Mike Cohen, principal investigator of the remarkable clinical trial that demonstrated “biological and clinical plausibility” that antiretroviral therapy (ART) offers prevention as well as treatment benefits, offered an update to a packed crowd at the annual meeting of the HIV Prevention Trials Network (HPTN). He began by acknowledging the 13 site teams in nine countries […]
Wafaa El-Sadr, MD, MPH, is one of the world’s leading experts in HIV and tuberculosis care and treatment. An infectious disease specialist, she directs the International Center for AIDS Care and Treatment Programs (ICAP) and the Center for Infectious Disease Epidemiologic Research at the Columbia University Mailman School of Public Health, and is chief of the Division of Infectious Diseases at Harlem Hospital Center. Dr. El-Sadr has led early trials studying antimicrobial gels that aim to inhibit HIV transmission, and is known internationally for her leadership in preventing mother-to-child transmission of HIV. She is a 2008 MacArthur Foundation fellow and has held several leadership posts at the Infectious Diseases Society of America and the HIV Medicine Association.
Thirty years ago this past Sunday, the Centers for Disease Control and Prevention (CDC) reported the first cases of what would become HIV in its publication Morbidity and Mortality Weekly Report. Science Speaks interviewed Dr. El-Sadr as part of its special series commemorating 30 years of AIDS, and she discusses the parallels in treating populations in the U.S. and in Africa, the greatest achievements in the epidemic’s 30 years, and what drew her to the cause.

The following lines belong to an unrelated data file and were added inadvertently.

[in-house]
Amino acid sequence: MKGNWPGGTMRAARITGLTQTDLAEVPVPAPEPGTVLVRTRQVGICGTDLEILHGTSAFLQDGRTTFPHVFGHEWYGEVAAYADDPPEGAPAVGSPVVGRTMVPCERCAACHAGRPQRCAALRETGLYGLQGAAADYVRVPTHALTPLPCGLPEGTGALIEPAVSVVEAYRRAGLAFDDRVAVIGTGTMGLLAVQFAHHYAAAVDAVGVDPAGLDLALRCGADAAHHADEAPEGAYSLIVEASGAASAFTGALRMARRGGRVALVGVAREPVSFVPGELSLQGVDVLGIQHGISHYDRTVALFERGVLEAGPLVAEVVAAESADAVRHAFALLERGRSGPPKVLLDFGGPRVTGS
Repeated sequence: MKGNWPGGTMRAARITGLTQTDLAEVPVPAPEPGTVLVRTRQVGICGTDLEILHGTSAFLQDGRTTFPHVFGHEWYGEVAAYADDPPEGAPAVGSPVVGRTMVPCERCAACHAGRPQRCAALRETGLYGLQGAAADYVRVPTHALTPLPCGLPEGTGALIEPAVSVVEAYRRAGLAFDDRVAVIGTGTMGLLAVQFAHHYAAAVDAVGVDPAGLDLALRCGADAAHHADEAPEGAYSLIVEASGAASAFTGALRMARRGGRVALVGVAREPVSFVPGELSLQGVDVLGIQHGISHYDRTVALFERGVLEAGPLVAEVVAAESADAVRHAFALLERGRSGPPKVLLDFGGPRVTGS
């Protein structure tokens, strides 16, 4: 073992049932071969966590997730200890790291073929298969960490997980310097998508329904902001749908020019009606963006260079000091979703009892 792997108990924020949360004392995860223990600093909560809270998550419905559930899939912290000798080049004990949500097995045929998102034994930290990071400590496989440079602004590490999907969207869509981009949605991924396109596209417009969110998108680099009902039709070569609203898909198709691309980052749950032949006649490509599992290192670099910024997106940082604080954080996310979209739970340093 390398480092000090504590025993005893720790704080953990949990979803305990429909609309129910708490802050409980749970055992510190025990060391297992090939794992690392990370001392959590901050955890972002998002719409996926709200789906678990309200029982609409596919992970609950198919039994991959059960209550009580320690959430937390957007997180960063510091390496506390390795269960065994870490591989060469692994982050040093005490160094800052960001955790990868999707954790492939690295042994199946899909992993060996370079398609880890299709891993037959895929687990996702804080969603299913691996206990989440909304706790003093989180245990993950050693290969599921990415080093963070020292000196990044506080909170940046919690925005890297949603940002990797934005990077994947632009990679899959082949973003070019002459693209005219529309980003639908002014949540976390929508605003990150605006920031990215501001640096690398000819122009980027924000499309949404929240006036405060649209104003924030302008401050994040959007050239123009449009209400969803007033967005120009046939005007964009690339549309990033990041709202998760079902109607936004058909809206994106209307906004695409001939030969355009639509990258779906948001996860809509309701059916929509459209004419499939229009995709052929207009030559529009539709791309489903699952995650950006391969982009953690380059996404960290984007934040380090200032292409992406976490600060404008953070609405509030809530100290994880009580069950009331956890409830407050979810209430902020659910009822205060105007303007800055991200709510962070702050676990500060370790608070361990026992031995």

Ambassador Mark R. Dybul co-directs the Global Health Law Program at Georgetown University Law Center’s O’Neill Institute for National and Global Health Law, where he is also a Distinguished Scholar. He is the inaugural Global Health Fellow of the George W. Bush Institute. Dybul served as the U.S. Global AIDS Coordinator from 2006 to the end of the George W. Bush administration. In that role, he led the implementation of the President’s Emergency Plan for AIDS Relief (PEPFAR), the largest international health initiative in history for a single disease. Prior to assuming the post of ambassador, he was acting, deputy and assistant coordinator, and was a member of the Planning Task Force that created PEPFAR. Dybul also led President Bush’s International Prevention of Mother and Child HIV initiative for the Department of Health and Human Services (HHS).
Dybul spoke with John Donnelly about the start of PEPFAR and some of the most memorable moments directing it, continuing Science Speaks’ series on 30 years of AIDS.